Incapacity and the democratic course of



January 4, 2021

Image description:Maureen van Stone (left) and Bonnielin Swenor share a common interest in the link between health and the democratic process and see this link as a key element in changing societal perceptions of disability. Van Stone is the director of the Maryland Center for Developmental Disabilities at the Kennedy Krieger Institute and the founding director of a comprehensive health, education, legal and legal partnership, Project HEAL, which provides legal and civil law services to children with disabilities and their families. Swenor is an epidemiologist and director of the Johns Hopkins Disability Health Research Center, which focuses on addressing health inequalities and improving inclusion for the disabled community. Her work is motivated by her personal experience with disabilities.

picture recognition: Will Kirk / Johns Hopkins University

This election season highlighted the double inequality that the disabled community faces in order to participate in the democratic process as this group fights for the right to vote and access to voting at the same time. These barriers to voting are largely due to the ubiquitous negative attitudes towards disability, which call social inclusion into question. The paradox is that breaking this cycle of exclusion will require the election of civil servants who will work to establish policies to include people with disabilities – a challenge when voters with disabilities are not fully involved in the democratic process.

Although the Americans With Disabilities Act (ADA) of 1990, and the subsequent ADA Amendments Act of 2008, provide that people with disabilities have “full and equal choice,” barriers to voting persist for this community. These barriers include voter registration forms or ballot papers that are inaccessible to people with visual impairment or blindness. Lack of access to the ramp preventing access to polling stations for people using wheelchairs or other mobility aids; Election workers who prevent people with intellectual or developmental disabilities from voting; in some states, signature compliance requirements that unduly affect people with degenerative physical disabilities; and the restriction of voting rights for persons under guardianship. During the 2016 election, the Government Accountability Office examined polling stations in the United States and found that 65% had inaccessible voting results, and recommended that federal and state agencies update existing guidelines and guidelines on voting accessibility. While it is too early to know whether the 2020 elections have overcome these obstacles, there is a clear need for ongoing data that will ensure ADA compliance in order to ensure the full inclusion of people with disabilities in the democratic process enable.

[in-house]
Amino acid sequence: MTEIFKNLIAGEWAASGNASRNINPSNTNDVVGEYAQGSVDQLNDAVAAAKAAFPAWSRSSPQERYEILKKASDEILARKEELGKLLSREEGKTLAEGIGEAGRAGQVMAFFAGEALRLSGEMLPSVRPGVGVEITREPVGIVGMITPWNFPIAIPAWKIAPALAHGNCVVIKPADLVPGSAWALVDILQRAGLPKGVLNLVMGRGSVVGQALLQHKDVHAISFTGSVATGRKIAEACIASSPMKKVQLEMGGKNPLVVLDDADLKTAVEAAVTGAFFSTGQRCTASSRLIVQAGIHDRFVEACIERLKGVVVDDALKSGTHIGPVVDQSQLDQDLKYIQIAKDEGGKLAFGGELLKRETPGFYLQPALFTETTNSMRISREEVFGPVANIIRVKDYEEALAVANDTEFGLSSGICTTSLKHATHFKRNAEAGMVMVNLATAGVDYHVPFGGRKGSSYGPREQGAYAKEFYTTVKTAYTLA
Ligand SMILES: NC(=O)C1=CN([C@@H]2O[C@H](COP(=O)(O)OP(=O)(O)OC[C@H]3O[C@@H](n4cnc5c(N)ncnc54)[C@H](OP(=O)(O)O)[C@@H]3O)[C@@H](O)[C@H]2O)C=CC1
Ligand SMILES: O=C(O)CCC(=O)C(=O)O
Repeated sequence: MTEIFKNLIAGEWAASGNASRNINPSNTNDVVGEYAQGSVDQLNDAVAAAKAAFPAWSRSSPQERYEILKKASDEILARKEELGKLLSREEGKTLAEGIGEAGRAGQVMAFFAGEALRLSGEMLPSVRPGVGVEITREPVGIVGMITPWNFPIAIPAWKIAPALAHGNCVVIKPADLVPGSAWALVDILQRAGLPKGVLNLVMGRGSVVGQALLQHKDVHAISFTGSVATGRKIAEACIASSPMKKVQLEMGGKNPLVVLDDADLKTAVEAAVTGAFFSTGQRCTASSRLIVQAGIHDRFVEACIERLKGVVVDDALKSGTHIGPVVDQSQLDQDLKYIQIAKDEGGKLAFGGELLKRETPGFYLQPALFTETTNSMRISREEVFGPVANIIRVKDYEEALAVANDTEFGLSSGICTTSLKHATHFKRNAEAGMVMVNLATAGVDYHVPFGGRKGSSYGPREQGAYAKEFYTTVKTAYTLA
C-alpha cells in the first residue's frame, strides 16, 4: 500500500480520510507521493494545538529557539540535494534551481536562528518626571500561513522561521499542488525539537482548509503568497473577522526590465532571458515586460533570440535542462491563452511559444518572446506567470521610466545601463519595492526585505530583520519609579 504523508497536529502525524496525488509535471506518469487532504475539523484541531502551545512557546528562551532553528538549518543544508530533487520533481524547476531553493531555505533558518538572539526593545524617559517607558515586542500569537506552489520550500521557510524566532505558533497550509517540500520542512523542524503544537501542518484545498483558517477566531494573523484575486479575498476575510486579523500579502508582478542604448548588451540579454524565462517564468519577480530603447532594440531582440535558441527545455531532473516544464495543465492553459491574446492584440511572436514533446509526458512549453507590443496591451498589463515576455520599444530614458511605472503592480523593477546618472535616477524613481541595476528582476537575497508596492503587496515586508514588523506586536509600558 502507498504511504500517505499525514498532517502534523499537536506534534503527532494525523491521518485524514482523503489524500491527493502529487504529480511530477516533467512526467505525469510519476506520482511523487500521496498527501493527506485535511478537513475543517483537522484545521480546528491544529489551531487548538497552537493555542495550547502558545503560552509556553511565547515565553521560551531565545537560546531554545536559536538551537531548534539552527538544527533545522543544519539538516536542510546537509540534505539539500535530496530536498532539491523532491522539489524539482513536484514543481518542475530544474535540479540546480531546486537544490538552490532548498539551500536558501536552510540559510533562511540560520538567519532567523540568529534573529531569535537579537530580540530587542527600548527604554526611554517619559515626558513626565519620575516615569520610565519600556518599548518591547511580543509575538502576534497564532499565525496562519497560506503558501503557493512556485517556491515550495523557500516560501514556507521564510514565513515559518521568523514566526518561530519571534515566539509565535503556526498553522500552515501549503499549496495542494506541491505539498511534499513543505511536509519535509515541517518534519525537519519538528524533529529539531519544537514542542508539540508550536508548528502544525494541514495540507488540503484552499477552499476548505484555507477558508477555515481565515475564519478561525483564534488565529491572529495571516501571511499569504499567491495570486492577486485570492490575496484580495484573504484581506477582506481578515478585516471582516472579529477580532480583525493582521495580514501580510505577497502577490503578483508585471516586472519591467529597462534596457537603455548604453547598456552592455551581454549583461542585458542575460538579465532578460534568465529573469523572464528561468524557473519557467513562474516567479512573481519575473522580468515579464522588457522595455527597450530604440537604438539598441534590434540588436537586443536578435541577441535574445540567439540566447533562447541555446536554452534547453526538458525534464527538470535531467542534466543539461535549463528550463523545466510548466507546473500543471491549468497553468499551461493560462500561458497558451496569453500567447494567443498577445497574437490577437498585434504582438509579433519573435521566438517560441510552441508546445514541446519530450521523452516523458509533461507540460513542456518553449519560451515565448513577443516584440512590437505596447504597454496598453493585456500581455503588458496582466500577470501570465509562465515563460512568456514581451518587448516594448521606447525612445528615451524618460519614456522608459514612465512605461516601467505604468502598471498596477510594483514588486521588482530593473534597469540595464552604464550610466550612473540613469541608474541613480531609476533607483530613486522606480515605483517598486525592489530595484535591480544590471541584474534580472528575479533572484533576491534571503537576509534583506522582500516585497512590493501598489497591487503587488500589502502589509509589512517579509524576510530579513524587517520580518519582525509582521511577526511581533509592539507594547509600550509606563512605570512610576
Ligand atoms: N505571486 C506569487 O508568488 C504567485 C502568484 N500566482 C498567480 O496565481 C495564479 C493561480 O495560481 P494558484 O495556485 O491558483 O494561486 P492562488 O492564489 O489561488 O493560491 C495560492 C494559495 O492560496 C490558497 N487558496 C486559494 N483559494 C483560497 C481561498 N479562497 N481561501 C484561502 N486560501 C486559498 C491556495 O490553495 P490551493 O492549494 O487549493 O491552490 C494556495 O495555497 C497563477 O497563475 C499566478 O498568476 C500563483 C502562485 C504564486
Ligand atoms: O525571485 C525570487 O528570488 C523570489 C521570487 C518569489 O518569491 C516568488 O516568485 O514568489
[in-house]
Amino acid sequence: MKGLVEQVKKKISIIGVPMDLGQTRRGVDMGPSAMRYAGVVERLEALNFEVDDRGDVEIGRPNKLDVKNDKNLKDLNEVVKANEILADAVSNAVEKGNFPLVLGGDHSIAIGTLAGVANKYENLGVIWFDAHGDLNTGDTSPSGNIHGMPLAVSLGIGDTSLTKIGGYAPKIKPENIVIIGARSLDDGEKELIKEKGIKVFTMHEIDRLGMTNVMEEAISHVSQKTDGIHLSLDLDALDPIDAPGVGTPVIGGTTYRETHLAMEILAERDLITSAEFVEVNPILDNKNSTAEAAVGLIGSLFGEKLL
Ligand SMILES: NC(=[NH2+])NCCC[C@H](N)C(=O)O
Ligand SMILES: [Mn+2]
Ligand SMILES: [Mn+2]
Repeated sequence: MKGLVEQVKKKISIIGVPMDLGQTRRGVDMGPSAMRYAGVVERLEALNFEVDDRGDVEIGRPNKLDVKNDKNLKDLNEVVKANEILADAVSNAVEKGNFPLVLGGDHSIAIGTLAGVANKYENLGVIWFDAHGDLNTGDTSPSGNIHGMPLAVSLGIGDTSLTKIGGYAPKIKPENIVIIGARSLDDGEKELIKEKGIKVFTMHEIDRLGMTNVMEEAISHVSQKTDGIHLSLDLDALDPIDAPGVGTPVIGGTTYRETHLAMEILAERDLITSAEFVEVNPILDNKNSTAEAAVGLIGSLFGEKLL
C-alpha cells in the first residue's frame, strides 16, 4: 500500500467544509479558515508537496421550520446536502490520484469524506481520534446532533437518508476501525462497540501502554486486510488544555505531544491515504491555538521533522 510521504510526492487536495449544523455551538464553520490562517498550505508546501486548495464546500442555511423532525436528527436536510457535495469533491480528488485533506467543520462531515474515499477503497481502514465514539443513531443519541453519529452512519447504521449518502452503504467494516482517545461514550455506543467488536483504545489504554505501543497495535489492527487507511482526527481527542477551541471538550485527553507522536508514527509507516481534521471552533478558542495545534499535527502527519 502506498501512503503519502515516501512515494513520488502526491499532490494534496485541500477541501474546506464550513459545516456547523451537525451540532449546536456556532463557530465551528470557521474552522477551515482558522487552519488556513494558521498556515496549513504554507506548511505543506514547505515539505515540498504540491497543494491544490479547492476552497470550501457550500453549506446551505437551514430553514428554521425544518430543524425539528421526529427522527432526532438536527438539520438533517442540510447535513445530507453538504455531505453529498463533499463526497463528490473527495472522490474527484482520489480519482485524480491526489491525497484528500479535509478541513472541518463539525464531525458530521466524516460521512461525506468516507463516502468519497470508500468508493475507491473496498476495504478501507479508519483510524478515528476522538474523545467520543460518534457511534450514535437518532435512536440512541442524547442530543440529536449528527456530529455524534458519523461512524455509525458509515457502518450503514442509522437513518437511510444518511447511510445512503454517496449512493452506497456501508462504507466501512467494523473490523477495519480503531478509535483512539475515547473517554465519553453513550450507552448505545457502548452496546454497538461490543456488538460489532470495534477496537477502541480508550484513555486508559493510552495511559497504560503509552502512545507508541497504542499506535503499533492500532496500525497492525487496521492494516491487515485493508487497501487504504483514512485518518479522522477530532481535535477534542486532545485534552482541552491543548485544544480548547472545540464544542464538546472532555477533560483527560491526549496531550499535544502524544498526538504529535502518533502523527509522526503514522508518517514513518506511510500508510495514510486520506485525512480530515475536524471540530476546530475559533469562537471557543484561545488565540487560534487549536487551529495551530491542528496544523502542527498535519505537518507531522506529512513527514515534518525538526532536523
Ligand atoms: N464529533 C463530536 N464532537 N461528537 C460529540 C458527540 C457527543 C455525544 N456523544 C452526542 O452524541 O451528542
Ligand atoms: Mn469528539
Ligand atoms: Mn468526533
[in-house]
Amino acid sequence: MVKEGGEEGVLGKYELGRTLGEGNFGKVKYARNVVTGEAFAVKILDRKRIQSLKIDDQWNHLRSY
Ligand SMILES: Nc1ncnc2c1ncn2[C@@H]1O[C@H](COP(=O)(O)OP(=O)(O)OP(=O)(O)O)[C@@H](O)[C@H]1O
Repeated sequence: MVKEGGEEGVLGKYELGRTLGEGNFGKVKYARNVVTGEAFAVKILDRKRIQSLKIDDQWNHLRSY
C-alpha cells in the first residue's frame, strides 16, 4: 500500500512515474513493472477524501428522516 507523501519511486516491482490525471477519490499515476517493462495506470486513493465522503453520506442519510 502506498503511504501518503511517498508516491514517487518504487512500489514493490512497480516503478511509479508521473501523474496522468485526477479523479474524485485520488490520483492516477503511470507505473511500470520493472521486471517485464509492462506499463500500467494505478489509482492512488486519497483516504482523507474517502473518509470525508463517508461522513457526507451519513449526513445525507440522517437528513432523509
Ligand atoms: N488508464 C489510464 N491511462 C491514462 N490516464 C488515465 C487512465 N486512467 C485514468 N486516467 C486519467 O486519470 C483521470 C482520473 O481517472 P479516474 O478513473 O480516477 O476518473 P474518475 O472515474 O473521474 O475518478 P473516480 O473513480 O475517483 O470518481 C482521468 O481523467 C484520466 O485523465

Recent data shows that there are approximately 38.3 million eligible voters with disabilities, which is one in six voters in the United States. This estimate reflects a nearly 20% increase in the number of voters with disabilities since 2008, and outperforms that population’s 12% increase over the same period. However, disability policy issues affect not only people with disabilities, but also their family members and carers. A total of 67.7 million or one in four voters are affected. These estimates show that the disability vote is an important and growing constituency.

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The democracy project

Johns Hopkins scholars share their thoughts on American democracy, looking for signs of danger, threads of hope, and perhaps a shared vision for a better, broader future

However, we are seeing progress. Since the 2016 presidential elections, the focus has increased on the inclusion of people with disabilities in the democratic process. More and more candidates have developed and disseminated disability platforms so that voters are informed of their positions on issues that directly affect people with disabilities, their family members and carers. We hope that this dynamic will continue and lead to better inclusion of the disabled community in society. A more inclusive and accessible democratic process is needed to maximize the health, equity and inclusion of people with disabilities.

About the democracy project

The future of democracy as a system of government is becoming increasingly uncertain. With the rise of populist forces worldwide and many existing democracies in regression, freedom itself seems to be under attack. In the United States, degraded or distorted democracy could have far-reaching implications for the franchise, the rule of law, education, the application of science, immigration, citizenship, and longstanding social norms that we take for granted.

Both before and after a 2020 election that seemed to shake many of the governing principles of democracy, a number of Johns Hopkins experts share their greatest hopes, deepest fears, and sound insights into the state of the democratic experiment in America. Read more from The Democracy Project

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